Gabriel Fitzmaurice accepted his Lifetime Achievement Award from Evan Mc Auliffe on behalf of the sponsor, Lyrath Estate


Then and Now on William Street

Wangs 2007

Moloney McCarthy Accountants


Listowel Moments

Upper Willian Street, May 2022


Lovely Listowel Shop Fronts


The Bohemian Players

One of the boards in Kerry Writers’ Museum exhibition, Raise the Curtain; The Story of Amateur Drama in Kerry, tells the story of The Bohemian Players.

This travelling drama troupe was based in Castlegregory. They travelled the length and breadth of the country with their entertainment offerings.

These descendants of medieval strolling players were much loved in the Ireland of the 1940s, 50s and 60s before the advent of television.

They came to town, set up shop and offered a new play every night. East Lynne and The Colleen Lawn were favourites. There were talent shows and raffles as well. The show usually ended with a comic sketch so the audience went home laughing.

I met these lovely people at the launch of Raise the Curtain. They are Bridie and David Costello. David’s father Robert owned The Bohemian Players and David’s mother was the leading actress.

David is a family historian and he has carefully kept memorabilia of his parents’ company.

In the above photo Bridie and David are listening to David’s account of his family travelling show. This account is in the oral history part of Kerry Writers’ Museum.

David showed me this marvellous piece of history. It’s his fathers ledger from 1949. It lists the takings for the week and the wages paid to the actors.

You will note that they worked 7 nights of the week. The Costellos themselves took no wages. Of course there were other expenses like food and maintenance, fuel for the lorry, costumes, props and running repairs.

It was a precarious enough living but performing was in their blood and their arrival was eagerly awaited in towns up and down the country.


Pound Lane Children

Picture and caption from Bernard O’Connell

The Mid 60’s Poundlane Gang

From far left Agnes Sullivan, Donal Sullivan, Ben Holyoake, Joe Holyoake, Its me, Katrina Lyons,Martina Lyons, Mary Lyons, Mary Brosnan, Noreen Holyoake, RIP Mary Carmody, Kevin Donovan, Noelle Donovan


I Love a 99

Here I am at the door of Mahony’s of The Square enjoying my first ice cream of the season.

The ice cream was delicious.

This was a training day before the real launch of this new venture, opening on June 1 2022.

I think they will do really well. We miss Dominick Moloney’s cones. Now we have a great replacement.


All Ireland Rosary Rally

In Listowel Town Square on Saturday May 14 2022


Only in Listowel

Yesterday I brought you the story of a morning in the life of Jimmy Moloney, Mayor of Kerry and thespian.

On Sat. May 7 2022, at Kerry Writers Museum Jimmy spoke at the launch of Raise the Curtain , an exhibition celebrating amateur drama in Kerry.

Minutes later, he reprised his recent role as Mike Glavin in The Lartigue’s Sive.

In the audience was Gabriel Fitzmaurice, poet.

Gabriel celebrated the occasion in a poem which he sent to Jimmy.

Jimmy and Gabriel kindly shared it with us in Listowel Connection.

Only in Listowel, “the Literary Capital of the World” would you have an occasion where a mayor goes from performing mayoral duties to acting in a play and in the audience a poet is writing a poem about it.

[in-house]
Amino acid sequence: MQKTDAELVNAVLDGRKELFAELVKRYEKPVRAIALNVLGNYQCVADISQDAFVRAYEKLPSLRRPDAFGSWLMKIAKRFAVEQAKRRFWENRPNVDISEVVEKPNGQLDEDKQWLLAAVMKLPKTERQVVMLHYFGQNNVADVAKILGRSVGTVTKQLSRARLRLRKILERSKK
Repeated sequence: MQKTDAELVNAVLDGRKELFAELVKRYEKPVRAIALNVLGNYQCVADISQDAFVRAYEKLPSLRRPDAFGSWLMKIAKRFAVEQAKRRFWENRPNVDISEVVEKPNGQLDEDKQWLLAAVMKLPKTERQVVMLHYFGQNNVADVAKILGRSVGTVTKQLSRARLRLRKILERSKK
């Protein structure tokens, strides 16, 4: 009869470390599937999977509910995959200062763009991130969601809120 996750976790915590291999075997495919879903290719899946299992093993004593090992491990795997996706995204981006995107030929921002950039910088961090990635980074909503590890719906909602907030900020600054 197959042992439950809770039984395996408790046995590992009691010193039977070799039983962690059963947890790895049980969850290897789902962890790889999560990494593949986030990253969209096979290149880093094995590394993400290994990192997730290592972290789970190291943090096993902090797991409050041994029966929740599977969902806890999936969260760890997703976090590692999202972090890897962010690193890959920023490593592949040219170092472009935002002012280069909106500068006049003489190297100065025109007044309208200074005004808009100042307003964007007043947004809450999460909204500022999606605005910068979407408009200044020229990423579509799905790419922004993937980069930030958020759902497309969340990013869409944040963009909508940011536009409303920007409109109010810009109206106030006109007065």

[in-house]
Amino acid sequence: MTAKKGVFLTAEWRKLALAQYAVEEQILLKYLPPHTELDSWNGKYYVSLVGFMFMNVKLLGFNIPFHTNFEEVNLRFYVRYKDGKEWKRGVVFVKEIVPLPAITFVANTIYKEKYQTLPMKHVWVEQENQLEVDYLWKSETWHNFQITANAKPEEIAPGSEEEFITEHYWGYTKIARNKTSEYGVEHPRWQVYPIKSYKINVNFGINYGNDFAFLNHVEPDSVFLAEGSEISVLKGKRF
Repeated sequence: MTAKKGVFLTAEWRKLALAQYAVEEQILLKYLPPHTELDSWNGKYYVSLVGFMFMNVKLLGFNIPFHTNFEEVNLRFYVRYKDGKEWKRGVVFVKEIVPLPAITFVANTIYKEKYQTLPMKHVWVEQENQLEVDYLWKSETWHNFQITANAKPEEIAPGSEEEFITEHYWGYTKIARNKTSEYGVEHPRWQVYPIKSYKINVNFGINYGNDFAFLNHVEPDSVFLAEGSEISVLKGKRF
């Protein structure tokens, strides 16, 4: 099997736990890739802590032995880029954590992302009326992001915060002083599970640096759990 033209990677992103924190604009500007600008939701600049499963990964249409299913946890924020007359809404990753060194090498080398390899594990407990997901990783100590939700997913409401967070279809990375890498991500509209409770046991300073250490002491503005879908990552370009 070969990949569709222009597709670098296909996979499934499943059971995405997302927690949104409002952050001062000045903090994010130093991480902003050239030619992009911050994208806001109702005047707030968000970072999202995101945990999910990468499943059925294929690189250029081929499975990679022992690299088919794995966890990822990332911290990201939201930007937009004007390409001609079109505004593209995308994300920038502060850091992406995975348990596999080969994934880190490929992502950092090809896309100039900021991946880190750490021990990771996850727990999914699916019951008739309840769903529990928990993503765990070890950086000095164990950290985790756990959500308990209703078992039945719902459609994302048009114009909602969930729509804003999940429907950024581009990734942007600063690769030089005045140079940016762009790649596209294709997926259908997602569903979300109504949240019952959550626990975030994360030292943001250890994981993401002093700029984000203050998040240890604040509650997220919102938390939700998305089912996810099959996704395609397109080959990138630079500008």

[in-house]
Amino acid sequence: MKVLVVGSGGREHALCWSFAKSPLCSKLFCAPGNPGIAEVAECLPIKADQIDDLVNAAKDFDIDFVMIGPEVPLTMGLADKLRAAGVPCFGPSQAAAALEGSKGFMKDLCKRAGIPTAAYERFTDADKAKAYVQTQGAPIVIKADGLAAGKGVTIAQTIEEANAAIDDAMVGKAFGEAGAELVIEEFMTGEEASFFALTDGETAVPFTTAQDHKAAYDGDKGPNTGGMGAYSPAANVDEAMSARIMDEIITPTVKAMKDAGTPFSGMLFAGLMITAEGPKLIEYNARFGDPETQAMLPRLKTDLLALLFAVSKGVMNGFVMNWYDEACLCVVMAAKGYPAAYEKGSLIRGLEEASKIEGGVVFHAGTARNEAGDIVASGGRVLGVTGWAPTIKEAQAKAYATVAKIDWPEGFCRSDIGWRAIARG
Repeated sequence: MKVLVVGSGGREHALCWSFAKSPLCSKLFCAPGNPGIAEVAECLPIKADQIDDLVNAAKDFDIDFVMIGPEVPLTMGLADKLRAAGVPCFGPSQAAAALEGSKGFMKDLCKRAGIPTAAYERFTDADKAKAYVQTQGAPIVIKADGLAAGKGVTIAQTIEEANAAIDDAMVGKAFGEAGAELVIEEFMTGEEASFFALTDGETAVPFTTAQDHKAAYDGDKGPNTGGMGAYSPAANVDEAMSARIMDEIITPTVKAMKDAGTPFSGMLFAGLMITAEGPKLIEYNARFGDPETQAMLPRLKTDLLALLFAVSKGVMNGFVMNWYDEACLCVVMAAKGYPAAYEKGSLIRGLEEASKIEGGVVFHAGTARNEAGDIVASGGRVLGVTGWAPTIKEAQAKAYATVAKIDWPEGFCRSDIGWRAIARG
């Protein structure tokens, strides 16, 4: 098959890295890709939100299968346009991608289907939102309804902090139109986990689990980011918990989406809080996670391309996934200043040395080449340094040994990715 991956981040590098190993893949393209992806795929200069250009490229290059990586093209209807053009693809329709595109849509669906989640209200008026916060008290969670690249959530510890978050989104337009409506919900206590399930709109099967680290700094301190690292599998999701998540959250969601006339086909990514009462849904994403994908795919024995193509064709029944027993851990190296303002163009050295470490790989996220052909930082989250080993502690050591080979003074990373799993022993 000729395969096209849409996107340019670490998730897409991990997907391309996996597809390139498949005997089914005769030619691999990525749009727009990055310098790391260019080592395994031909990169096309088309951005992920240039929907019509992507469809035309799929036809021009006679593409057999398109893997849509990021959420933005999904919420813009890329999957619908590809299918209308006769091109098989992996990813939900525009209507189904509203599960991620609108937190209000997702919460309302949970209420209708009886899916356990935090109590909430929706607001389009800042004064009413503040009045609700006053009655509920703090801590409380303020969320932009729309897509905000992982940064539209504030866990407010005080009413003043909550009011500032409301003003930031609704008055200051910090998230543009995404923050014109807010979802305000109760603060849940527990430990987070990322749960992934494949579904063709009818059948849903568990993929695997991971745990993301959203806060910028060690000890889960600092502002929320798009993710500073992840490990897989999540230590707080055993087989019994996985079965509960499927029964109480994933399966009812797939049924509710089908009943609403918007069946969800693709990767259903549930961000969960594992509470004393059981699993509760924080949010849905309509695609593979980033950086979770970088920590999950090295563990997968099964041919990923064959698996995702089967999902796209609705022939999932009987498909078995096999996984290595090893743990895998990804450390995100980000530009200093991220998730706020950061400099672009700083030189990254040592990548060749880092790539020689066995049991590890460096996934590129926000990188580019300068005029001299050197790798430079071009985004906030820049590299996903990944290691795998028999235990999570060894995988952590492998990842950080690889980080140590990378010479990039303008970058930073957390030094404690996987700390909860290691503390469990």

Two photos from the same event ; Jim and Frankie MacMahon with poets, Seamus Barra OSuilleabháin and Gabriel Fitzmaurice.

Éamon ÓMurchú, Owen MacMahon and Gabriel Fitzmaurice at the statue of Bryan MacMahon.


Amateur Drama

Photo, Kieran Cogan, Mallow Camera Club


Do you Remember these calendars?

Photo: Mike Hannon

Time was when every business worth its salt gave their customers a wall calendar. It was a great way of keeping your shop or agency in the forefront of people’s minds.

I lived in a house where we had a kitchen and a back kitchen and a storehouse attached. Each of these rooms had at least one calendar in it. I remember consulting the calendar for the phone number. We co ordinated it with Old Moore to mark in fair days.


Scoil Realt na Maidine staff

Photos and caption shared by Mike Hannon


The Mayor of Kerry Plays Two Roles

On Saturday May 7 2022, Jimmy Moloney, Mayor of Kerry was in Kerry Writers’ Museum for the opening of the exhibition honouring Kerry’s amateur dramatic heritage.

The Moloney family connection with amateur drama goes back a long way.

Jimmy’s grandmother, Mrs. Margaret Moloney, here on the right, was chairperson of Listowel Drama Group and took part in many of their productions.

With her in this picture, shared with us by Kay Caball, are Cecile Cotter, Harry Geraghty and Rex Coolican.

Jimmy’s grandfather, Dan Moloney T.D. greeted the cast of the first production of John B. Keane’s Sive in Dáil Eireann after they had won the first All Ireland Drama festival.

Margaret Dillon who played the part of Sive sent us this picture a few years ago.

Dan Moloney T.D is on the right.

Jimmy Moloney in his role as Mayor of Kerry at the opening of the exhibition.

Then after a short interval look at what emerged from the “dressing room”.

The usually dapper Jimmy, in a jacket that looks like he slept in it a few times, in his role as Mike Glavin in John B. Keane’s Sive.

Denis O’Mahoney’s Lartigue Players gave us an entertaining sample of the best of Kerry amateur drama today.

The cast of the award winning first production of the play by The Listowel Players.


Top Storey

I love it when the streetscape takes your eye above shop level.